Illustration by Hannah Robinson

There is a land, somewhere, that had a minority government. Its Parliament was plagued by indecision and a frustrating lack of consensus. The people, electorally fatigued and praying for a solution, headed to the polls again this winter to see if a fresh general election could break the deadlock. It is, of course, Spain. 

Spain held its fourth general election in four years on November 10, after Pedro Sánchez, Spain’s socialist Prime Minister, could not strike a deal with Pablo Iglesias’s Podemos, the major far-left party in Spain. Sánchez had been riding on a polling crest in May, achieving 33% in the European elections. A very different story, however, played out on Sunday. Rather than gaining support, the Socialists (PSOE), lost three seats while Podemos lost seven. The bitter factionalism between PSOE and Podemos and their inability to form a coalition has led an electorally fatigued public to turn towards the right. The Conservative Partido Popular (PP), who were facing an all-time low as recently as May, have gained twenty-two more seats. Slightly more worrying is the presence of Vox, a neo-Francoist party, in the new Cortes. Founded a little more than a year ago, they now have fifty-two seats – almost double their last total – as well as being the most popular party in Murcia. Spain sits at a crucial crossroads in its political journey, trying to take a more central role in European politics whilst attempting to hold onto Catalonia at all costs. Yet the Spanish left’s inability to compromise and work together has opened the door for a far-right that threatens the country’s democracy.

At an even more existential moment in Britain’s history, Labour, the Liberal Democrats and the Scottish National Party look to experience mixed fortunes in the upcoming general election on December 12. The SNP are predicted to return to their Westminster hegemony of 2015, whilst the Liberal Democrats are predicted to win a handful of seats in December. For Labour, however, the polls looks grim, with aggregated polling showing them in the high twenties, at least ten points behind the Conservative party. Of course, options can and do change during a campaign, but it looks highly unlikely that they will repeat the swing of the 2017 campaign, let alone win a Commons majority.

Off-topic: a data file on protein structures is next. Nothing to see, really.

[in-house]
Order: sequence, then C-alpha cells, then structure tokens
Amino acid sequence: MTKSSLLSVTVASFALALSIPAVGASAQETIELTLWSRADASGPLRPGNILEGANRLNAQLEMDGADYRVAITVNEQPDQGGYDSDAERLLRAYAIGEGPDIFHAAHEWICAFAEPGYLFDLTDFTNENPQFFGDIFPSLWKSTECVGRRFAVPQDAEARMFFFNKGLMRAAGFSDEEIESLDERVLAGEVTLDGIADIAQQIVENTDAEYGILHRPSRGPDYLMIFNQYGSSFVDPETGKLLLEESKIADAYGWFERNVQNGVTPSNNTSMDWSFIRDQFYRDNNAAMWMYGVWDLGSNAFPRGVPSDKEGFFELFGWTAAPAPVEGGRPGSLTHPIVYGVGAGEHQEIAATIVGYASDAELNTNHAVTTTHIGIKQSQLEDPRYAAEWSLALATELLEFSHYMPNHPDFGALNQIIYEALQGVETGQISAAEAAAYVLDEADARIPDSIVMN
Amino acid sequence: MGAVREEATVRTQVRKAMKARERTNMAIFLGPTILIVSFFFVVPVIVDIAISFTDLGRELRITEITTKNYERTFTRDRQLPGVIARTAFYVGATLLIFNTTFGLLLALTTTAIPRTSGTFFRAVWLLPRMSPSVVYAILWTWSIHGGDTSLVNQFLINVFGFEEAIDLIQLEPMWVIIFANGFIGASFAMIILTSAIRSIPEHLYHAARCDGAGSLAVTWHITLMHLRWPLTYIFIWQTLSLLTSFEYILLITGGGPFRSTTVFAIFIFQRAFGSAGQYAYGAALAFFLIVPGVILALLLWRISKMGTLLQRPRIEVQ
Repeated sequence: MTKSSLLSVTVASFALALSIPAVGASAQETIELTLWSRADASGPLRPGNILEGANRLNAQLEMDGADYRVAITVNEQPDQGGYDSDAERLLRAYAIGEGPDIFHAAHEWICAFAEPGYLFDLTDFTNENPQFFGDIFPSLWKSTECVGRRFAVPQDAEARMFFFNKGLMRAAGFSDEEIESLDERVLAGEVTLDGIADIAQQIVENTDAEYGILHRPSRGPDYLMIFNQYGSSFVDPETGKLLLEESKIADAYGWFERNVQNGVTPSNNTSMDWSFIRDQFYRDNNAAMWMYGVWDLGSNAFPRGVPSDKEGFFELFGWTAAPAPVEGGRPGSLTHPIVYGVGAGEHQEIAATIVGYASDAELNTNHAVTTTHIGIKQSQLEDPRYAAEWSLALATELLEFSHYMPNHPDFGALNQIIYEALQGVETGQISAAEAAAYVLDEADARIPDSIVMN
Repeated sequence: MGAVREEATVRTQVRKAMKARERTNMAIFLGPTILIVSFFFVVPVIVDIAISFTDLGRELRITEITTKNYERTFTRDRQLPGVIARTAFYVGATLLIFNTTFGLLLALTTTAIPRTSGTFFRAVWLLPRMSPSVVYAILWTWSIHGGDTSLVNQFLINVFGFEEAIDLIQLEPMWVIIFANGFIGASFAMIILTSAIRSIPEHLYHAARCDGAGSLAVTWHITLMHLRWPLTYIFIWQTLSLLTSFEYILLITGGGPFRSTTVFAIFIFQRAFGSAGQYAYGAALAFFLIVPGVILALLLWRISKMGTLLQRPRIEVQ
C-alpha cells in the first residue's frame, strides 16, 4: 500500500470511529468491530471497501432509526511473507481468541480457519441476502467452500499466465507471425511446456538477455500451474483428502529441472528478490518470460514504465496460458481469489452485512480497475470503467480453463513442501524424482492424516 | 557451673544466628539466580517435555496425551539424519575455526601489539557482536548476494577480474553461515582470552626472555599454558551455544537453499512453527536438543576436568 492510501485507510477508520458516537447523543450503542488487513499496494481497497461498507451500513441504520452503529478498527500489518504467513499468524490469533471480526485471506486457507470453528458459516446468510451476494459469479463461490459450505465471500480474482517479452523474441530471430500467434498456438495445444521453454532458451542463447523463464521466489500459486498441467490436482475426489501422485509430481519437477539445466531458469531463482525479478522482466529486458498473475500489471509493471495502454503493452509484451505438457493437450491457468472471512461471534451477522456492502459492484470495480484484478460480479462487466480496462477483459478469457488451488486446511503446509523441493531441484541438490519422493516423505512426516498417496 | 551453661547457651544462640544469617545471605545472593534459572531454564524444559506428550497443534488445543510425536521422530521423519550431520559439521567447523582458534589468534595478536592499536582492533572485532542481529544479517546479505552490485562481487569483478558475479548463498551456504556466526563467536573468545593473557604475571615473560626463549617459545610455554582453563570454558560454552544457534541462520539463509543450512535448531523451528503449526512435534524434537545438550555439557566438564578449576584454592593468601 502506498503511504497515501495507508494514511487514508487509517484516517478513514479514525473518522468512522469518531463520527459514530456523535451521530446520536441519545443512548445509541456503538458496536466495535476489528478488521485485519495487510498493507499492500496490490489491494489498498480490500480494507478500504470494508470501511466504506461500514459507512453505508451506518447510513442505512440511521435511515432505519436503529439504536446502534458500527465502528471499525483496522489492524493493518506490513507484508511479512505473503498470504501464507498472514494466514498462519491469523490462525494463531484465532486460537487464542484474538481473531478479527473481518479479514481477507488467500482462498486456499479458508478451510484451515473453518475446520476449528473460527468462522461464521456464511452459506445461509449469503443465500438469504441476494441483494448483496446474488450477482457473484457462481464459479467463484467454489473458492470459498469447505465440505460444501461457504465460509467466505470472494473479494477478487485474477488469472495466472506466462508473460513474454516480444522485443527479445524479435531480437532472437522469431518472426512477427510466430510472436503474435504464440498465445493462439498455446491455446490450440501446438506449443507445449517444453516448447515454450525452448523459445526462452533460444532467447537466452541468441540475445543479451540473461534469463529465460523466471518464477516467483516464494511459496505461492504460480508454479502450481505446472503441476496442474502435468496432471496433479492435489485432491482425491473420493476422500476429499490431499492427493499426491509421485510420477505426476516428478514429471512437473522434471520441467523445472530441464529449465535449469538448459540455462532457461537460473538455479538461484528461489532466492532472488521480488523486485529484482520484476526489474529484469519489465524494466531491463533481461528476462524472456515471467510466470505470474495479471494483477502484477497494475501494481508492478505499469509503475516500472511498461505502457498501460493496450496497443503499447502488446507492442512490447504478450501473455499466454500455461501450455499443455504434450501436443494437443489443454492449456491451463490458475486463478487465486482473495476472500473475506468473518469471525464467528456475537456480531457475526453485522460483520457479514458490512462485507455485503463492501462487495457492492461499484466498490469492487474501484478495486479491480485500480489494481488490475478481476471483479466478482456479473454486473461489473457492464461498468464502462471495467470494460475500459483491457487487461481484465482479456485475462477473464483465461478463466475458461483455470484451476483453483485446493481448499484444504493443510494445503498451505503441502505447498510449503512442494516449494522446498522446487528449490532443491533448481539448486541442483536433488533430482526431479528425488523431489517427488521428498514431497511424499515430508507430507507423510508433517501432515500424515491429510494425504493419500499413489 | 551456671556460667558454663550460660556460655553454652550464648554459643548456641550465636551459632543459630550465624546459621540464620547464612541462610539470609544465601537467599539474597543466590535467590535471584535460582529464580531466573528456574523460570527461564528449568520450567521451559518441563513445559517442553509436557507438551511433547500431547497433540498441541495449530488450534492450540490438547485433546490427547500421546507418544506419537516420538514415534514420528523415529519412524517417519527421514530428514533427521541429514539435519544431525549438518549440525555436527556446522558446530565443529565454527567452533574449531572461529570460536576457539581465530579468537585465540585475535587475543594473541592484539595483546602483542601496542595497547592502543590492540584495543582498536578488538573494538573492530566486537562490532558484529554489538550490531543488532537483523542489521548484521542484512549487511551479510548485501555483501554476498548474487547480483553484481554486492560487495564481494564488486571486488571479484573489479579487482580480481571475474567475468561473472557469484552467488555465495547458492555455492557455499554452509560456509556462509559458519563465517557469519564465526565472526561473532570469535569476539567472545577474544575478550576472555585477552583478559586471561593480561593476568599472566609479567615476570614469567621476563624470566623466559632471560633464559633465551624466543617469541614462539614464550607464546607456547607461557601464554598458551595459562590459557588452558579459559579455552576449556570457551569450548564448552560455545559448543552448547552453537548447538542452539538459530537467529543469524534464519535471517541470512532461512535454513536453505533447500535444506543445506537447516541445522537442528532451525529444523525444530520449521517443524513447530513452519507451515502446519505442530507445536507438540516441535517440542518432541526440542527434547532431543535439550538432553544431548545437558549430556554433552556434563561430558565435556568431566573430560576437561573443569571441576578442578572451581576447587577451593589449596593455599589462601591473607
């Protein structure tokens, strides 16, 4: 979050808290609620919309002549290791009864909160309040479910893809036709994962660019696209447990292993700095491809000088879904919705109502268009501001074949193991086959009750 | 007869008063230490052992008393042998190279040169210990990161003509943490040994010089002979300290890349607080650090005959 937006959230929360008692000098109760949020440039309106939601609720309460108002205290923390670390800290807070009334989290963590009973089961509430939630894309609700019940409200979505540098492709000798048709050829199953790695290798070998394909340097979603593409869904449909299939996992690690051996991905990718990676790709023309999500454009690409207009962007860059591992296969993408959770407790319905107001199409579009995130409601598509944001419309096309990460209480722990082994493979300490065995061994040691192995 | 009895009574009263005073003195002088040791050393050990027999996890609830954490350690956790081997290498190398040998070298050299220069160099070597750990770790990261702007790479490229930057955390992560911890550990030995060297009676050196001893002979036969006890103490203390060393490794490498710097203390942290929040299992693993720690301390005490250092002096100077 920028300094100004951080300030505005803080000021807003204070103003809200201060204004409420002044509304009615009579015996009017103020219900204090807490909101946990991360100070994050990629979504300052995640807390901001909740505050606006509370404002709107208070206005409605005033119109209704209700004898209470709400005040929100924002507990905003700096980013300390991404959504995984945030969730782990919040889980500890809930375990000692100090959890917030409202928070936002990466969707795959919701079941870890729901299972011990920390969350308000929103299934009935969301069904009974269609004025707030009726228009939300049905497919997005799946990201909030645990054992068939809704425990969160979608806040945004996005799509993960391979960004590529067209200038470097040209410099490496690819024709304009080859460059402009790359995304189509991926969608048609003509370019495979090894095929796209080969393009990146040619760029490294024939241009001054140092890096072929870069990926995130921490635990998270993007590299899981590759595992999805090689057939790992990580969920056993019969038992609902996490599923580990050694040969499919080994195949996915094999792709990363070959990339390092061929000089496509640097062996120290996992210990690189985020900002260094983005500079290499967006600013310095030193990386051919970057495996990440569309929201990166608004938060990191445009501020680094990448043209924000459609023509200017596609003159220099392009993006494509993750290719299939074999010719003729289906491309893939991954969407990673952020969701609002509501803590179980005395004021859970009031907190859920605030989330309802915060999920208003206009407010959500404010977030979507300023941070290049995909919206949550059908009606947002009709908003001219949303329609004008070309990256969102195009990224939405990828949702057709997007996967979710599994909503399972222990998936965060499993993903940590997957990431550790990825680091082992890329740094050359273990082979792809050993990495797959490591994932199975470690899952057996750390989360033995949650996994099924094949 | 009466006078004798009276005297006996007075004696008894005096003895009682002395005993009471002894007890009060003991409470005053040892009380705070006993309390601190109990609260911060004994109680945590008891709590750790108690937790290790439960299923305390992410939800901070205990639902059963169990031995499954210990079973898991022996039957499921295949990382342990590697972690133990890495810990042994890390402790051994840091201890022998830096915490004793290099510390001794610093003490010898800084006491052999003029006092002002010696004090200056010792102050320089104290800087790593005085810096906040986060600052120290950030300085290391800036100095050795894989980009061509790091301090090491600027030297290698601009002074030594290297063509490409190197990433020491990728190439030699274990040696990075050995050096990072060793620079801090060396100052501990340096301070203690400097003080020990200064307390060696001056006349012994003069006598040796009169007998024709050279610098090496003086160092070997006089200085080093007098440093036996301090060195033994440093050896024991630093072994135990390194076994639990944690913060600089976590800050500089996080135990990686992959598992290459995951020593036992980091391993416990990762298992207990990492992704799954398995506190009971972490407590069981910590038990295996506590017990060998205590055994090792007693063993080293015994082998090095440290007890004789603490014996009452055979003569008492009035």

These are unprecedented political times for the UK but, after ten years of a Conservative government, particularly in the wake of a brutal period of austerity, the Tories should not be polling above 35% in an electoral cycle. Since the start of the general election campaign, Labour and the Lib Dems have seemingly dedicated more time to taking votes away from each other rather than dealing with the larger issue at hand. Jeremy Corbyn relies on hard-left loyalists within his own party, and thinks that blaming the Lib Dems for the austerity programme of the coalition government is an easy way to ensure this leftist support. For Jo Swinson, the influx of ‘radical remainers’ into the Lib Dems has given her party a boost in the polls since their 2015 rock bottom. These new members are deeply mistrustful of Corbyn and his Eurosceptic roots. 

Despite the Tories’ polling lead, they are not necessarily ensured victory. Even in Johnson’s seat of Uxbridge and South Ruislip, polling suggests that one candidate supported by Labour, the Liberal Democrats and the Green Party, would defeat the Prime Minister. The news that Nigel Farage has ruled out standing candidates in Tory seats also provides an urgency for a remain alliance. The Leave vote is no longer split. The Liberal Democrats, Plaid Cymru and the Green Party have announced a ‘Unite to Remain’ coalition in certain seats. This will prove ineffective, however, without support from Labour and the SNP.

This scenario is set to play out in a large number of seats across the country. A divided Remain vote only leads to a harder Brexit. In Spain, Sánchez and Iglesias have been punished for their inability to work together, to the advantage of the right. The effects in Spain, which uses the proportional D’Hondt voting system, are likely to be far less serious than in a first-past-the-post British election. 

Whilst pluralism is key to any democracy, these are extraordinary times. Through failing to work together and to use first-past-the-post to their advantage, Labour will have facilitated another electoral cycle of austerity, and the Lib Dems will have facilitated Brexit; the only solution is compromise and cooperation.